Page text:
- With seams down, close the two short ends by pinching the edges together. Then, use your bench scraper to gently push the dough and tuck the seams underneath to try to create surface tension. Use the bench scraper to scoop the dough into your hands (or flip over), then place the dough into your rice-floured banneton or loaf pan, seams up.
- You can lightly "stitch" the dough if you find it kind of unraveled (pulling the dough over each other left to right in a zig-zag pattern). Dust extra rice flour along the edges.
- At this point, check the proof by doing a poke-test: poke a floured part of the dough around the edge and it should spring back but leave a slight dent.
- If it springs back and doesn’t leave a dent, let it sit, covered with a plastic bag or clean shower cap (avoid letting it touch the top) for another 15-20 minutes until it springs back. Careful not to let it overproof: when it’s overproofed, it doesn’t spring back at all and just stays dented if you poke it. Let sit on the counter if it’s not yet springy.
- 3:30 PM – Place your covered and proofed bread loaf in the fridge to cold-proof until you bake the next morning.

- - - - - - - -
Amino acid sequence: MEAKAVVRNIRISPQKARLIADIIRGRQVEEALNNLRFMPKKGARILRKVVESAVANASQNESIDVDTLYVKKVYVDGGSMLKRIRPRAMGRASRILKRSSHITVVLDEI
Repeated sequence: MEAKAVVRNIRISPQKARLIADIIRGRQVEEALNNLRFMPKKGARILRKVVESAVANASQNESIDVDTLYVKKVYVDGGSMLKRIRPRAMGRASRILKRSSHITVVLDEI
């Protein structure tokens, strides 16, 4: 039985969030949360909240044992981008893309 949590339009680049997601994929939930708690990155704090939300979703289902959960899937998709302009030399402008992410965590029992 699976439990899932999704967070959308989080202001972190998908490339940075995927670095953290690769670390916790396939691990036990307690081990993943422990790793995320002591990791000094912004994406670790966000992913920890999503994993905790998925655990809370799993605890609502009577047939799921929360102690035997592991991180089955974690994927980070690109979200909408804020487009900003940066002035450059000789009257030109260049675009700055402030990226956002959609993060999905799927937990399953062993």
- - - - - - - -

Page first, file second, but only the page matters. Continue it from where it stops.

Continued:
- The BakeAnytime the next day between 3 AM and 3 PM – Preheat your Dutch oven (or cast iron pan) in the oven at 500F (260C). Allow to preheat for at least 30 minutes.
- Pull your dough out of the fridge, and flip onto a piece of parchment paper. Score the top of your dough about 1/2 inch to 3/4 inch deep.
- Transfer to your preheated cast iron Dutch oven, cover with lid. I like to add a splash of water or an ice cube inside the Dutch oven just as I’m about to close the lid. You don’t need to do this though. The extra steam gives it more flexibility to expand.
- Bake for 20 minutes. After 20 mins, lower the heat to 450F (230 C), and remove the lid of your Dutch oven. Continue to bake for another 20 minutes, or until you get a
nice, deep brown crust. After you reached your desired brownness, pull out of the oven and take the bread out to cool directly on a wire rack.
- Let cool for at least 2-3 hours before cutting into your bread. Once cooled completely, store in a bread bag for up to a week. Enjoy!